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November 2018

Bangladesh's success in public procurement: Sustained reform really pays off

Zafrul Islam's picture
School children in Bangladesh. Photo: World Bank

A healthy mix of innovation, continuous engagement, and effective implementation can bring about sustained transformation in public procurement. A more effective and transparent procurement system frees up public money for achieving more and better development outcomes and improving the delivery of public services.

Burning bright or burned out? The outlook for coal and natural gas markets

Peter Nagle's picture

This blog is the third in a series of ten blogs on commodity market developments, elaborating on themes discussed in the latest edition of the World Bank’s Commodity Markets Outlook. Earlier blogs can be found here.
 
Recent developments and outlook: coal

Coal prices rose 12 percent in the third quarter—the fifth straight quarterly increase—and are up 23 percent relative to the same quarter of 2017. Weather patterns in Asia and Europe have been the main drivers of the rise in prices. Low winter temperatures at the start of the year raised demand for fuel for heating, while unusually hot summer temperatures boosted electricity demand for air conditioning. In addition, low hydro availability and supply constraints in the two largest markets--China and India—increased coal imports.

Prices are projected to decline from current elevated levels as China is expected to reduce coal imports by stimulating domestic production, as well as by lowering the share of coal in energy consumption. Upside risks include continued strong growth in electricity demand in other emerging markets that will be met to some extent by coal. Production shortfalls in China and India could also raise import demand and support prices.
 

Trust, courts, and starting a business: The case of Serbia

Jose Daniel Reyes's picture
Company registration is one of the cornerstones of a functioning economy. A business register maintains the repository of data on companies authorized to operate in a given jurisdiction. With many businesses appearing every day, company registries play a key role in formalizing the economy, promoting access to finance for small enterprises, and ensuring legal protection for investors. The breadth of the information stored in the registers also help policy makers follow business dynamics and study the impact of business environment reforms.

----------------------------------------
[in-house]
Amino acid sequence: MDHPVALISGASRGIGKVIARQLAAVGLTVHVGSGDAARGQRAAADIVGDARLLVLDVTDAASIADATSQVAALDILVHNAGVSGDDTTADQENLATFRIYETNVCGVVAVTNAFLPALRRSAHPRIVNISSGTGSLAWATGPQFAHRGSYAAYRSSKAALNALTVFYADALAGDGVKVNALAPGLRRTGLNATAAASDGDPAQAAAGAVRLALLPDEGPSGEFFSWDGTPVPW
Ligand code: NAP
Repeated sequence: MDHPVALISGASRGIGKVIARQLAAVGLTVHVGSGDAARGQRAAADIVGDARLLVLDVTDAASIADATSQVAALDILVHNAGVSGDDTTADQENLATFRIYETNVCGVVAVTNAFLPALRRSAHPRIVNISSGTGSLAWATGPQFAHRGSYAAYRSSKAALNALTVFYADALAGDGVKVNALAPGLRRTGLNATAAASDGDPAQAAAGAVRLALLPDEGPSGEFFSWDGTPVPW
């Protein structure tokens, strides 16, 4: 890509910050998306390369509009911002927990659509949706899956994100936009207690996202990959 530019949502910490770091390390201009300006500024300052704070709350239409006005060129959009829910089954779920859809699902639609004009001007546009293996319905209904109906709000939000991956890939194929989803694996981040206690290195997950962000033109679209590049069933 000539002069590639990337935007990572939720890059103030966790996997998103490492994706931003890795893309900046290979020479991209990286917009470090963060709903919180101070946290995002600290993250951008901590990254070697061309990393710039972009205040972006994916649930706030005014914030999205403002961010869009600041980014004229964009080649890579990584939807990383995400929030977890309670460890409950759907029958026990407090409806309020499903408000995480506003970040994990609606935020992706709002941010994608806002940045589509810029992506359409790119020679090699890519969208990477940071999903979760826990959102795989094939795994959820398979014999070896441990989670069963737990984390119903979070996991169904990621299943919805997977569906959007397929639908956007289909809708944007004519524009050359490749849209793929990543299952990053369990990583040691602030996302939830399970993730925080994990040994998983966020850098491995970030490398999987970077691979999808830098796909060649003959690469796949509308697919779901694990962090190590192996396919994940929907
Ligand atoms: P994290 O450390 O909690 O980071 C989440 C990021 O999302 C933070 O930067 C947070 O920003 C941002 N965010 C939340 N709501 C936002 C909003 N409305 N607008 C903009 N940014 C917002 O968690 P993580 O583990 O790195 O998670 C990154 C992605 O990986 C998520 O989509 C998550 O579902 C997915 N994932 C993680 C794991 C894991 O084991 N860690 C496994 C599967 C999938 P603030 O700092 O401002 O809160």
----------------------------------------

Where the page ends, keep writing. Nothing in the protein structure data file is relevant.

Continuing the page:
Bad incentives put the brakes on firm growth: Evidence from Kenya's matatus: Guest post by Erin Kelley

Development Impact Guest Blogger's picture

This is the third in this year's series of posts by PhD students on the job market.
A firm’s success rides heavily on the performance of its employees. It is therefore important that firms design employment contracts that properly incentivize hard work. This becomes more challenging when firms cannot observe the amount of effort employees invest, nor the amount of output they produce. In theory, firms can use monitoring technologies that reveal the performance of their workers more accurately to overcome this constraint (Holmstrom, 1979). In practice, however, the impact of such monitoring technologies on contracts and employee performance is unclear. Managers may not know how to leverage the additional information monitoring technologies reveal. Moreover, weak legal institutions, which prevent companies from credibly sanctioning bad behavior, may limit how useful the new information actually is. 
 
In my job market paper - co-authored with Gregory Lane and David Schönholzer – we study the impact of moral hazard on labor contracting, employee behavior, and the extent to which improved monitoring affects firm operations. We also establish whether any gains to companies come at the expense of their workers, or society at large. To this end, we implement a randomized control trial where we introduce a monitoring device to 255 firms (vehicle owners) operating in Kenya’s transit industry. We design a novel mobile application that provides information to 125 treatment firms regarding: the location of the vehicle, number of kilometers driven, number of hours the ignition was on, and the number of safety violations incurred (sharp-braking, sharp-turning, over-acceleration and speeding). We confirm that 70% of owners consult the app weekly. This information provides treatment owners with a more precise estimate of what revenue should be, and whether drivers are engaging in behavior that damages the vehicle. This has implications for the owners’ choice of contract and drivers’ behavior, which ultimately impact firm profits/growth. We use daily surveys from vehicle owners and drivers over six-months to track the impact of reducing asymmetric information on these outcomes.

Towards a water security assessment in Latin America and Caribbean

Victor Vazquez Alvarez's picture